IF SUMMERHILL HOMES, BASED in the tech Mecca of Palo Alto, Calif., is putting structured wiring behind the walls of every home it builds, can the rest of the country be far behind? Probably not, since low-voltage wiring provides the foundation for a host of other home technologies vying for consumers' attention—and their checkbooks. Although sales of home electronics ticked up a modest 2 percent last year, growth has been steady. The Consumer Electronics Association of Arlington, Va., said it expects a 5 percent boost in product sales for 2004, topping $100 billion for the first time.

For many builders, offering structured wiring—and the gadgetry that goes with it—is simply a way to get an edge on the competition. But other builders are responding directly to customer demand. Three years ago, SummerHill began installing bundled wiring, universal outlets, and a distribution panel in each home. “Buyers expect structured wiring in the most usable rooms of the house so that they can add voice, video, data, and whatever the current technology is,” says Roger Menard, president and CEO of SummerHill Homes, which delivers about 400 houses a year ranging in price from $600,000 (starter homes and first-time move-up buyers) to $3 million. “It's a big plus for a starter home to have that capability.” A recent study by the CEA and the NAHB indicates that three out of four builders now offer structured wiring, with the proportion of those offering it as a standard feature having grown from 34 percent in 2003 to 47 percent this year (see chart).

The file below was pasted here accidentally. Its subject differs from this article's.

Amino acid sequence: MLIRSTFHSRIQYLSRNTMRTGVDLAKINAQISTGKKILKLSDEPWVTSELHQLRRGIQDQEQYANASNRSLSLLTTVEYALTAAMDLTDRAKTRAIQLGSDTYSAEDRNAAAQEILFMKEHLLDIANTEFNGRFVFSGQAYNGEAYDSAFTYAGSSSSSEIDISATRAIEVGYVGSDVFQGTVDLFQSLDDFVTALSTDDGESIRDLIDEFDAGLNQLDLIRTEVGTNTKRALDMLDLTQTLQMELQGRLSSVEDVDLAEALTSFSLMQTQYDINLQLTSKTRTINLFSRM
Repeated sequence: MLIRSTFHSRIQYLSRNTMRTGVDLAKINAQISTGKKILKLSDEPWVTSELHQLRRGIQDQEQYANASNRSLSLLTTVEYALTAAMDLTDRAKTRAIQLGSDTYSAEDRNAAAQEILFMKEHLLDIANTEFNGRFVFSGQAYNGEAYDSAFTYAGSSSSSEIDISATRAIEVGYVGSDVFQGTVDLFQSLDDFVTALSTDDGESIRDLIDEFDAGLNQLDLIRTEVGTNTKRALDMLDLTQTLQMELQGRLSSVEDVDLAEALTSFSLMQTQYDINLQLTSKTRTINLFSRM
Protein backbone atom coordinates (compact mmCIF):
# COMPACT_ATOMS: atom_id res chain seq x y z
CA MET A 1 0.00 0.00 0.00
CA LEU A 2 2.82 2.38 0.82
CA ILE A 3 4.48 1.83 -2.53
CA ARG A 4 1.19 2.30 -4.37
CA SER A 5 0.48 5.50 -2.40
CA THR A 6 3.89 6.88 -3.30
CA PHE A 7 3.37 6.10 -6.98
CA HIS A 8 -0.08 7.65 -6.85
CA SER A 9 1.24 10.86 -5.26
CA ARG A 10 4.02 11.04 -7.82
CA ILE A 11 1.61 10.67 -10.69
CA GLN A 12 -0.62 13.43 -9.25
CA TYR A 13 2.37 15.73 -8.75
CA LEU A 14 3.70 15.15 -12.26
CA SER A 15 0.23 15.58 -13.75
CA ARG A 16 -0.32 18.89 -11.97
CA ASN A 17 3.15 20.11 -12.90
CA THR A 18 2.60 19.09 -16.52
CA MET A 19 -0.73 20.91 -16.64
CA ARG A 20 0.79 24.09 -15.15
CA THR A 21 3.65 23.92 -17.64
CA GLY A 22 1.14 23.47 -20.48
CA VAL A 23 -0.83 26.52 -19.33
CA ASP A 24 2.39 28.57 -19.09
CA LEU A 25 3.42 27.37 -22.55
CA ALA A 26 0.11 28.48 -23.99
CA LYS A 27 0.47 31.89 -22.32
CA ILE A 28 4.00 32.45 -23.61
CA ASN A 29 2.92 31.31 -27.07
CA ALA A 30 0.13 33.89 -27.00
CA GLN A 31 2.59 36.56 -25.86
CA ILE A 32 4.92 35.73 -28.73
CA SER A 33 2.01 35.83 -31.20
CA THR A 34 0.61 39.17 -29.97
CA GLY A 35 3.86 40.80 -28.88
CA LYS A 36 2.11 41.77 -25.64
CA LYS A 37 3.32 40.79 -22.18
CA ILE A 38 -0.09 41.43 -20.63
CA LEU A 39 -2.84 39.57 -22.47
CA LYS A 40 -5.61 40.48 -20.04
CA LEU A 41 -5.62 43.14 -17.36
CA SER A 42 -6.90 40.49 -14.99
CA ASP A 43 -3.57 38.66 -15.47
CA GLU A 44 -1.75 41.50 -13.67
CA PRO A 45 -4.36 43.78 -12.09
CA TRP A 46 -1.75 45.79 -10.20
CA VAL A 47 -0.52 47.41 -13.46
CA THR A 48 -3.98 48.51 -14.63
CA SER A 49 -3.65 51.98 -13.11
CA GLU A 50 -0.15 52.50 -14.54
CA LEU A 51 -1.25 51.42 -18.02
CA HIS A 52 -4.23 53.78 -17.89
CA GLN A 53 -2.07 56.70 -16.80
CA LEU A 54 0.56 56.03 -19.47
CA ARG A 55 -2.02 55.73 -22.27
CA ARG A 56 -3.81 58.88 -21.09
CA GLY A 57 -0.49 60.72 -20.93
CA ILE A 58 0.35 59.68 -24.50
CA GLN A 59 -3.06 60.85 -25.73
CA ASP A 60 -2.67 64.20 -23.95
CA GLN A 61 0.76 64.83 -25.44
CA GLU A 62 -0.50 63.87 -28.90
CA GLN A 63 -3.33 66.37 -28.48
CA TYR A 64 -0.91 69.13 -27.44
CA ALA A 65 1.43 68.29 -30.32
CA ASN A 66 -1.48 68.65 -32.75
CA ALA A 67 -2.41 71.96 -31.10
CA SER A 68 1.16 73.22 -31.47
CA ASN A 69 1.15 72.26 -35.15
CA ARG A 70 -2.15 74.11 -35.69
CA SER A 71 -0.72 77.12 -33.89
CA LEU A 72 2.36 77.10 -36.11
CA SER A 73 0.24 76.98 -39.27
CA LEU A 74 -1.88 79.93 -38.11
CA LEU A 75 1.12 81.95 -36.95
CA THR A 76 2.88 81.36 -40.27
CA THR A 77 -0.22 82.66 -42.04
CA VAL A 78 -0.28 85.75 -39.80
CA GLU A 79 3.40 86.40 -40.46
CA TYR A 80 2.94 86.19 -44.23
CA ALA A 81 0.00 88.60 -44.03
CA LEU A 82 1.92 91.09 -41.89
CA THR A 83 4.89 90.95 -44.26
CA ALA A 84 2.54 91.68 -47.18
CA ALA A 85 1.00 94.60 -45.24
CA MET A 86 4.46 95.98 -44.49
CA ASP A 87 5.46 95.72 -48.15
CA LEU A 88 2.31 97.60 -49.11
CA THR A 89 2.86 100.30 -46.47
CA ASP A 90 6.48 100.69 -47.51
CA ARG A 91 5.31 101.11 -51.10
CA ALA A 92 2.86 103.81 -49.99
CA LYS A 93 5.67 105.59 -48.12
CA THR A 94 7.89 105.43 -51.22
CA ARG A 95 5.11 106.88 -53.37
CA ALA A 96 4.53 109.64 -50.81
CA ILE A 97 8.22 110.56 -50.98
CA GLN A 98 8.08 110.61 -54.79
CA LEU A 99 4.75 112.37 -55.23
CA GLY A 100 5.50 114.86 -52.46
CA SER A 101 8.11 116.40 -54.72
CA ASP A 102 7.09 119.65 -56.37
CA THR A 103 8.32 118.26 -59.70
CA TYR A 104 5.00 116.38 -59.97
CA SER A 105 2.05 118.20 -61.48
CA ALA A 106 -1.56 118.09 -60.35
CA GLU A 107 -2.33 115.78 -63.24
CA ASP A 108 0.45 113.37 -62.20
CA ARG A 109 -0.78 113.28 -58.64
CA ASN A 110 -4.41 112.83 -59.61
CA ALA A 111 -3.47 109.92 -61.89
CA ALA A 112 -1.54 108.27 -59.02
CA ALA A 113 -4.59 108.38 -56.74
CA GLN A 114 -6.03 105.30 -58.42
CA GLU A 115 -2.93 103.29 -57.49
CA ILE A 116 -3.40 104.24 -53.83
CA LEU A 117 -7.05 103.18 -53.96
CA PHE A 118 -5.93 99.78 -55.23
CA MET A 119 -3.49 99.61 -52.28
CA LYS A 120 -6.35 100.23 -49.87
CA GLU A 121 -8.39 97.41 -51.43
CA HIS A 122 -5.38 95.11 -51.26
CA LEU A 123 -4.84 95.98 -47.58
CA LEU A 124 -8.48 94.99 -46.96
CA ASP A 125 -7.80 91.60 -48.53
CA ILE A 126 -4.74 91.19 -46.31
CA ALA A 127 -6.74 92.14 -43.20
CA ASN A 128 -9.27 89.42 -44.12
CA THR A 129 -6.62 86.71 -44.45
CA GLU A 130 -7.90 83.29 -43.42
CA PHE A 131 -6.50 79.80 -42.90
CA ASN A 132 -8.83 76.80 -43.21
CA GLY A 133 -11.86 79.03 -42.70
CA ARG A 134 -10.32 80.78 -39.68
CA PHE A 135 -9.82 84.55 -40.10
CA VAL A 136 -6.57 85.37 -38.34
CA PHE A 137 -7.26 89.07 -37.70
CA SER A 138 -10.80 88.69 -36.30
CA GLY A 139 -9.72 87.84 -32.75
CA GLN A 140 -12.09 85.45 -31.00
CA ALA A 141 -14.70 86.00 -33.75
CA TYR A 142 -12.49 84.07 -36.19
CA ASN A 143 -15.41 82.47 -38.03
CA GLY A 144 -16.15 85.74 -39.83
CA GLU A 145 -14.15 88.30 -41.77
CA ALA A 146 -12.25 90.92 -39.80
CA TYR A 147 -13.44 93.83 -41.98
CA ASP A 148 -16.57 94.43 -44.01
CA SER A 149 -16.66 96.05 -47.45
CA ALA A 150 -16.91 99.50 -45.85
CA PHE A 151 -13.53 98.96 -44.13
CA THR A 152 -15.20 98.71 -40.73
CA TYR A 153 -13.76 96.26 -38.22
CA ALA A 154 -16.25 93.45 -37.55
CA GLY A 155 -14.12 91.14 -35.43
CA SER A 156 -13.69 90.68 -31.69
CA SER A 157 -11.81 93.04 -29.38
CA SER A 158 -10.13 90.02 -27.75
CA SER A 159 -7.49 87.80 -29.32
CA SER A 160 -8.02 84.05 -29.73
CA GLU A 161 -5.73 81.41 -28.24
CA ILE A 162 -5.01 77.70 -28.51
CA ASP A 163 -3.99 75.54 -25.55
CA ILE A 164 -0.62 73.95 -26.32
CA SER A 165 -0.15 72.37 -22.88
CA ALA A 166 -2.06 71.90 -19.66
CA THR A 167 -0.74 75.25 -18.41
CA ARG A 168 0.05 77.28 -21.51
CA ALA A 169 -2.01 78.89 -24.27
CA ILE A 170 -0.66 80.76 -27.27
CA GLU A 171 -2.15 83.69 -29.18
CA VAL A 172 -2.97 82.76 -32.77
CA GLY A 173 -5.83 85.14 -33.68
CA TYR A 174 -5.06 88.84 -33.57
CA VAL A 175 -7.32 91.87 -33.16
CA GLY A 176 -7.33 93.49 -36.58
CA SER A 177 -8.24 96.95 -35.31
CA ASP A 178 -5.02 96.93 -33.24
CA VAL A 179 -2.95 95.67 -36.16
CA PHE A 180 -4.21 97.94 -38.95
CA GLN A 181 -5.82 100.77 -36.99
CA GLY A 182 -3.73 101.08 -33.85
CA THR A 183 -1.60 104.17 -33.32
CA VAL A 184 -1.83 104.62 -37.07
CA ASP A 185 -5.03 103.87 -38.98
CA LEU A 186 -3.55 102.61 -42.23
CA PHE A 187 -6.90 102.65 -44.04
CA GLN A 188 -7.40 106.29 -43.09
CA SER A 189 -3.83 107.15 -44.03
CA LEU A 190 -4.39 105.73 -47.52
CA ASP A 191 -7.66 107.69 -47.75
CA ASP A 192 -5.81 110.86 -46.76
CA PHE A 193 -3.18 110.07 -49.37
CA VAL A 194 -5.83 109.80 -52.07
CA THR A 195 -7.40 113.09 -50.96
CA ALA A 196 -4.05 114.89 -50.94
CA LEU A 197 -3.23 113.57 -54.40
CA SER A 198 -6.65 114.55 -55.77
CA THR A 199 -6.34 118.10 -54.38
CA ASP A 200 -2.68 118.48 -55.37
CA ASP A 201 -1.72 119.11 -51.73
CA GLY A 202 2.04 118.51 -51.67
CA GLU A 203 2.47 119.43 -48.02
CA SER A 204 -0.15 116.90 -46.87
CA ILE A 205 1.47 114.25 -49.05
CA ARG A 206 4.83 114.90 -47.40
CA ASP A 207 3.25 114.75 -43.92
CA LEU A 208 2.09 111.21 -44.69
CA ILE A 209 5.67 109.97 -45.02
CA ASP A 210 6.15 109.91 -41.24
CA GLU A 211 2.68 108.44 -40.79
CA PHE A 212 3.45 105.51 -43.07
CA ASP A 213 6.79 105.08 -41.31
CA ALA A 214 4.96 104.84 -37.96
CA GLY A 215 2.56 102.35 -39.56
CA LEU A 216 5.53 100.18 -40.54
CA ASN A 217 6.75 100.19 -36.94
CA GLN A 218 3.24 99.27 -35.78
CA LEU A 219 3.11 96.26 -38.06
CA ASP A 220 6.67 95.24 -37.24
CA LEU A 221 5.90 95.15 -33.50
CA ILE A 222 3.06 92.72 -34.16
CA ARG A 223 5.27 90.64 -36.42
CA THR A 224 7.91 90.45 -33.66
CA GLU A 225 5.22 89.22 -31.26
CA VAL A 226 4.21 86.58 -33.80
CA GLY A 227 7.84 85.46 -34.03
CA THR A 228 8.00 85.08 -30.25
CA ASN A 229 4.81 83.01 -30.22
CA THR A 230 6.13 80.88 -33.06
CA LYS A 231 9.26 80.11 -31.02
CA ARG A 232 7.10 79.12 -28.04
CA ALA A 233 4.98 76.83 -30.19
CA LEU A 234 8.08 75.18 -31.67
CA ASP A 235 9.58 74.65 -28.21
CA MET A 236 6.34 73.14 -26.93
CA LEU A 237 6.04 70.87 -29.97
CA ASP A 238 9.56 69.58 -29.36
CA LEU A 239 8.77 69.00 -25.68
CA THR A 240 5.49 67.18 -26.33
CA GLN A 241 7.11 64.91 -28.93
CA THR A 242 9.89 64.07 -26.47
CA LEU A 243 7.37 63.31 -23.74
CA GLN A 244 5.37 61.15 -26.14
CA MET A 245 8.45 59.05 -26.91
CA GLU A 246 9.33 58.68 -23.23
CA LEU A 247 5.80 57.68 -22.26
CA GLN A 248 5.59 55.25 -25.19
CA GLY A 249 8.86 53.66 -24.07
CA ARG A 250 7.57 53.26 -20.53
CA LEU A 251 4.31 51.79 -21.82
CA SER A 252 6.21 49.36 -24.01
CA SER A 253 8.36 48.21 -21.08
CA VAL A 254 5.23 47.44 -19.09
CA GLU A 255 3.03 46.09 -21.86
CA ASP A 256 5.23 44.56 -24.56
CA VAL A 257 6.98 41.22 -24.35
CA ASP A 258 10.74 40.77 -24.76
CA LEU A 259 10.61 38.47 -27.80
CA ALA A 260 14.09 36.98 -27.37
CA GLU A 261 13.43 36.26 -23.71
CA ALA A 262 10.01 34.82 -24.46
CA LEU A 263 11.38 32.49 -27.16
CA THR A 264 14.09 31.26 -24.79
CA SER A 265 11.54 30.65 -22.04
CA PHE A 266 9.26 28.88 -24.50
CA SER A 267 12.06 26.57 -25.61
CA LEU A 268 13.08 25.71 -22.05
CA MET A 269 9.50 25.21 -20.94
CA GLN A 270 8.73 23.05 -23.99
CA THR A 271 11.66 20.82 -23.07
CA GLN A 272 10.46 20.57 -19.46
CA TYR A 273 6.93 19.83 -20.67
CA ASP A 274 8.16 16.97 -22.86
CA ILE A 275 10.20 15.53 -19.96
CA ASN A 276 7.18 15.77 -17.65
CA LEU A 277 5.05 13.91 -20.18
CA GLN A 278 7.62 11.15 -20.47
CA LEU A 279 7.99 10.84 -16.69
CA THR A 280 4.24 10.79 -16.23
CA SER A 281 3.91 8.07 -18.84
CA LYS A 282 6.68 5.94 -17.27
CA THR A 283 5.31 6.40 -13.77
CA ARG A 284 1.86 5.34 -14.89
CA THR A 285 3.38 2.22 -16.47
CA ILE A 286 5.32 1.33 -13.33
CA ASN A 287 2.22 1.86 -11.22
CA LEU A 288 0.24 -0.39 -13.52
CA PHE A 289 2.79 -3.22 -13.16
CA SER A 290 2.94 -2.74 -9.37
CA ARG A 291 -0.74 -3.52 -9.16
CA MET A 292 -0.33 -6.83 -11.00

WIRED UP: Builders are not only offering the latest home technologies more frequently than they did in 2003, but they are including them as standard features. For his early adopter customers, the “most usable rooms” are everything but the bath, says Menard. Buyers can spend an extra $300 to install additional universal outlets—and they do, especially in the office, den, and bonus room. SummerHill offers a slim menu of other electronics choices, ranging from pre-wiring for a pair of speakers ($310) to a $2,190 surround sound package with a subwoofer. But buyers who want to build their own entertainment, data, lighting, or security systems are often passed to the builder's electrical subcontractor to purchase components after closing.